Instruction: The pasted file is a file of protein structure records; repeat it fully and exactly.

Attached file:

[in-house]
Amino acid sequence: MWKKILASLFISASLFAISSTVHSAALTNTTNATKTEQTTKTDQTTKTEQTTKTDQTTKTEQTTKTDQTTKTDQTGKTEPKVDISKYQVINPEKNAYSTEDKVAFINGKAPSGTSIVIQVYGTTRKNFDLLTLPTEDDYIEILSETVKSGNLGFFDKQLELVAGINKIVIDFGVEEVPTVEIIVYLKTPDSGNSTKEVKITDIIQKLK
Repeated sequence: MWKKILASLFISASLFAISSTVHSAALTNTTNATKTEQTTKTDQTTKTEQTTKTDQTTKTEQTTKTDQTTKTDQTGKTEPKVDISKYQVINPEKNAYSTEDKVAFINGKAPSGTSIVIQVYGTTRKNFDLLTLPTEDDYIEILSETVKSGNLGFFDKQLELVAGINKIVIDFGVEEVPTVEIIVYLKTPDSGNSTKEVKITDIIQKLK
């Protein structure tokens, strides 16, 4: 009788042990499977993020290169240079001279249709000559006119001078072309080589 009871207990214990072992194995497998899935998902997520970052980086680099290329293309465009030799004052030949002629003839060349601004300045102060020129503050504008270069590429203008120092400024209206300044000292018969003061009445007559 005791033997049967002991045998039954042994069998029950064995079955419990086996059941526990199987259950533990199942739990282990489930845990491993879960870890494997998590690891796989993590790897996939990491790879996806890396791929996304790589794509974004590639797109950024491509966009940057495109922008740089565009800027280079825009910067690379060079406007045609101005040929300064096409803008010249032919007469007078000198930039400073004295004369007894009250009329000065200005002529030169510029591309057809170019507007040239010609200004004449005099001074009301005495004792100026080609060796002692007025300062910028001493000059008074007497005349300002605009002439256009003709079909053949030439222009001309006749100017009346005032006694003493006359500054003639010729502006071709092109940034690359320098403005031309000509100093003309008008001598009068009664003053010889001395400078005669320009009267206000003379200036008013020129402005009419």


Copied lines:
[in-house]
Amino acid sequence: MWKKILASLFISASLFAISSTVHSAALTNTTNATKTEQTTKTDQTTKTEQTTKTDQTTKTEQTTKTDQTTKTDQTGKTEPKVDISKYQVINPEKNAYSTEDKVAFINGKAPSGTSIVIQVYGTTRKNFDLLTLPTEDDYIEILSETVKSGNLGFFDKQLELVAGINKIVIDFGVEEVPTVEIIVYLKTPDSGNSTKEVKITDIIQKLK
Repeated sequence: MWKKILASLFISASLFAISSTVHSAALTNTTNATKTEQTTKTDQTTKTEQTTKTDQTTKTEQTTKTDQTTKTDQTGKTEPKVDISKYQVINPEKNAYSTEDKVAFINGKAPSGTSIVIQVYGTTRKNFDLLTLPTEDDYIEILSETVKSGNLGFFDKQLELVAGINKIVIDFGVEEVPTVEIIVYLKTPDSGNSTKEVKITDIIQKLK
């Protein structure tokens, strides 16, 4: 009788042990499977993020290169240079001279249709000559006119001078072309080589 009871207990214990072992194995497998899935998902997520970052980086680099290329293309465009030799004052030949002629003839060349601004300045102060020129503050504008270069590429203008120092400024209206300044000292018969003061009445007559 005791033997049967002991045998039954042994069998029950064995079955419990086996059941526990199987259950533990199942739990282990489930845990491993879960870890494997998590690891796989993590790897996939990491790879996806890396791929996304790589794509974004590639797109950024491509966009940057495109922008740089565009800027280079825009910067690379060079406007045609101005040929300064096409803008010249032919007469007078000198930039400073004295004369007894009250009329000065200005002529030169510029591309057809170019507007040239010609200004004449005099001074009301005495004792100026080609060796002692007025300062910028001493000059008074007497005349300002605009002439256009003709079909053949030439222009001309006749100017009346005032006694003493006359500054003639010729502006071709092109940034690359320098403005031309000509100093003309008008001598009068009664003053010889001395400078005669320009009267206000003379200036008013020129402005009419």